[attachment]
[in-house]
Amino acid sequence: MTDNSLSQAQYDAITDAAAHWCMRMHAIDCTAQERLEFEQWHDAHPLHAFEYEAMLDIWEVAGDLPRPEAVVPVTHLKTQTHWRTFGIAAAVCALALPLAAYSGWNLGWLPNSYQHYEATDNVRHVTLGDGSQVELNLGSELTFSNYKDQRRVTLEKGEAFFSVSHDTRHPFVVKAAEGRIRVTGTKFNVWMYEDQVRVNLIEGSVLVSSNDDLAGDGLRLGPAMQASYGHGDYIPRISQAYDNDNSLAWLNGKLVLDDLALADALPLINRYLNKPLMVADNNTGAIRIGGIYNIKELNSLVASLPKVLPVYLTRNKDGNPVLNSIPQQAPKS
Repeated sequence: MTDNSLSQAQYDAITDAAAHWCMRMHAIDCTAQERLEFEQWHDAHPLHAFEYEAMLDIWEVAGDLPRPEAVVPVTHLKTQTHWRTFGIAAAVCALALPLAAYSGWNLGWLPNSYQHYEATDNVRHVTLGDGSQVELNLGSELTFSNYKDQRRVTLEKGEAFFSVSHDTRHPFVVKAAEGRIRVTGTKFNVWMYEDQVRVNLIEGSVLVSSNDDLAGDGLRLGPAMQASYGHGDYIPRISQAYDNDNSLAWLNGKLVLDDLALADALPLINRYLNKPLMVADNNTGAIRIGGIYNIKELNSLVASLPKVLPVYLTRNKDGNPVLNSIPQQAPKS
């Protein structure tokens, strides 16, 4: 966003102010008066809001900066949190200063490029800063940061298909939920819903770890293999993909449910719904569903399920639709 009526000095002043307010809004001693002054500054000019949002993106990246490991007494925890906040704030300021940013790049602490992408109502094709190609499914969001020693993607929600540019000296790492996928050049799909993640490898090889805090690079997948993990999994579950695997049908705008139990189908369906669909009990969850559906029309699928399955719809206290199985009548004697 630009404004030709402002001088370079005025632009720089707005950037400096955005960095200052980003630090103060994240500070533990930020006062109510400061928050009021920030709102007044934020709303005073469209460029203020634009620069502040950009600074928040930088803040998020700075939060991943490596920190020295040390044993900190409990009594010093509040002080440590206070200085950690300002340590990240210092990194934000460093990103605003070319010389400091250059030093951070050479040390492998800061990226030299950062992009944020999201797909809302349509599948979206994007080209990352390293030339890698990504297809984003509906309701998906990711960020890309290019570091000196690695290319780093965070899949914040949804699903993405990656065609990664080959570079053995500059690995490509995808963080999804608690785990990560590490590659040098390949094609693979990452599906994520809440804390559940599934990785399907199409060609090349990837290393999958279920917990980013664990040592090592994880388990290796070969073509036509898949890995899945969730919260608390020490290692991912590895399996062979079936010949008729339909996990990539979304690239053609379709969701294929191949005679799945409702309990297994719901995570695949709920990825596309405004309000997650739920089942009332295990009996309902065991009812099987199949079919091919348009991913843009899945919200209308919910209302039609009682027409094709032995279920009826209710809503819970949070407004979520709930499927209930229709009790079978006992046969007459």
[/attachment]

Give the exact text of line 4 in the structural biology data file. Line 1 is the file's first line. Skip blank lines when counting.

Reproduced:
């Protein structure tokens, strides 16, 4: 966003102010008066809001900066949190200063490029800063940061298909939920819903770890293999993909449910719904569903399920639709 009526000095002043307010809004001693002054500054000019949002993106990246490991007494925890906040704030300021940013790049602490992408109502094709190609499914969001020693993607929600540019000296790492996928050049799909993640490898090889805090690079997948993990999994579950695997049908705008139990189908369906669909009990969850559906029309699928399955719809206290199985009548004697 630009404004030709402002001088370079005025632009720089707005950037400096955005960095200052980003630090103060994240500070533990930020006062109510400061928050009021920030709102007044934020709303005073469209460029203020634009620069502040950009600074928040930088803040998020700075939060991943490596920190020295040390044993900190409990009594010093509040002080440590206070200085950690300002340590990240210092990194934000460093990103605003070319010389400091250059030093951070050479040390492998800061990226030299950062992009944020999201797909809302349509599948979206994007080209990352390293030339890698990504297809984003509906309701998906990711960020890309290019570091000196690695290319780093965070899949914040949804699903993405990656065609990664080959570079053995500059690995490509995808963080999804608690785990990560590490590659040098390949094609693979990452599906994520809440804390559940599934990785399907199409060609090349990837290393999958279920917990980013664990040592090592994880388990290796070969073509036509898949890995899945969730919260608390020490290692991912590895399996062979079936010949008729339909996990990539979304690239053609379709969701294929191949005679799945409702309990297994719901995570695949709920990825596309405004309000997650739920089942009332295990009996309902065991009812099987199949079919091919348009991913843009899945919200209308919910209302039609009682027409094709032995279920009826209710809503819970949070407004979520709930499927209930229709009790079978006992046969007459």